Why, then, do you see so many draft analysts listing running back as one of the team’s most urgent needs? Mark Maske, who is the Post’s national NFL writer but also a former Redskins beat reporter, has them taking Stanford RB Christian McCaffrey in his mock draft. “There certainly are issues on defense for the Redskins,” writes Maske. But there also is a need at running back.”

Lance Zierlein of NFL.com said that the Redskins “obviously” need a running back as his rationale for mocking Florida State’s Dalvin Cook to Washington at No. 17.

So, what is it? Is Kelley adequate for the Redskins’ needs considering they call pass plays on over 60 percent of their offensive snaps? Would they run more often if they had a back like McCaffrey or Cook? And if they did run more would the offense improve?

I think that running back is like several positions with the Redskins. If they have to get through the 2016 season with what they have they will be OK. But if there is an upgrade on the board when they are on the clock they won’t hesitate to make the pick if he’s the best player available.

We will see what happens if, say, McCaffrey is still on the board when the Redskins pick at No. 17 and top defensive targets like Rueben Foster and Haason Reddick are off the board. That will be the true test to see how committed Gruden and the rest of the organization are to Kelley, Thompson, and company. 

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When talent is there, Bruce Allen has looked past red flags in 1st round of NFL Draft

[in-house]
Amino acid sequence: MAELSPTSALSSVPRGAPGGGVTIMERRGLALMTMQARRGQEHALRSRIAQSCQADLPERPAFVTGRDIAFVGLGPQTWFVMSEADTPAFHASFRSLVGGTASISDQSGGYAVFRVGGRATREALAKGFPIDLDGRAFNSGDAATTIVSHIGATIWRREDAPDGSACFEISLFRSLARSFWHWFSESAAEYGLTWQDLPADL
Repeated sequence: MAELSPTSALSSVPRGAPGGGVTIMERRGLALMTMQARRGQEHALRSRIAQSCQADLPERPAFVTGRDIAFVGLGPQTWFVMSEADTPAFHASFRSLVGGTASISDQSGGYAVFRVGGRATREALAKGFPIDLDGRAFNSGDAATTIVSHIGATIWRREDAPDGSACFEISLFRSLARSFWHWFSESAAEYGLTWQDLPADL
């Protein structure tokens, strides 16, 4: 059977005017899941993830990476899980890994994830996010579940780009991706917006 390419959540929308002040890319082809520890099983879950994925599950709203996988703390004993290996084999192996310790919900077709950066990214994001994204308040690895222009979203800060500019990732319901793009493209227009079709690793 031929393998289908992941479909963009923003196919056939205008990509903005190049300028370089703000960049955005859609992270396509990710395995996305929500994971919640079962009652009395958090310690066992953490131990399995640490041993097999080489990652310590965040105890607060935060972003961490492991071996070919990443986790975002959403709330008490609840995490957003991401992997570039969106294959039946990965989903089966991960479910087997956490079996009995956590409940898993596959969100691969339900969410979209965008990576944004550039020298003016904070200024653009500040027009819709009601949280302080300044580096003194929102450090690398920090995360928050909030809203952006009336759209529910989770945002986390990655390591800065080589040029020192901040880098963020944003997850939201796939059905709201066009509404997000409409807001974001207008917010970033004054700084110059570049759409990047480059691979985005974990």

When talent is there, Bruce Allen has looked past red flags in 1st round of NFL Draft

A four-time Pro Bowler and Super Bowl champ, Aqib Talib has a long and checkered past, which includes multiple arrests and failed PED and drug tests. The problems aren't new either, the talented cornerback was first arrested as a high school student. In college at Kansas, Talib was suspended multiple times and had multiple positive tests for marijuana use. 

Why does this matter for Redskins fans on the eve of the NFL Draft?

Despite all the trouble, Bruce Allen drafted Talib 20th overall in 2008 when the current Redskins general manager was in the same role for Tampa. While Talib's legal troubles and suspensions continued in the NFL, he also proved to be a highly capable cornerback in the pro game. 

The lesson for those trying to determine the Redskins draft board: Allen might be willing to look past red flags if a player presents good value. Talib did in 2008, and there could be opportunities for Washington in 2017.

Reuben Foster jumps to mind, as the talented Alabama linebacker will enter the league in the substance abuse program. While Foster's issues pale in comparison to other allegations about some draft prospects, players like Joe Mixon, Gareon Conley and Caleb Brantley will also present unique circumstances for NFL teams to evaluate. 

GMs are thrust into the unenviable task of determining a player's character, often in short periods of time. As 'Skins director of college scouting Scott Campbell explained, the team grades every player for their football skills first, and only later adds in character information. From Campbell's comments:

When you start to evaluate guys in the beginning, you don’t factor in the character. You don’t grade character, you grade talent. So you don’t throw away somebody early that may have some redeeming quality, or there’s a side to the story you don’t know about. You grade football players as football players first on talent, and then when it comes closer to the draft, you start weeding all that, getting more information, deciding, ‘OK, this guy’s not our kind of guy, this guy’s not a Redskin, this guy could be drafted, but good luck to him.

Thursday night the Redskins will be forced to make a determination on the right player for the team. That decision could include judging a player's character, and that could mean balancing legal or substance abuse troubles with talent and ability.

Talib is only one pick in Allen's long personnel career, but it's one worth noting.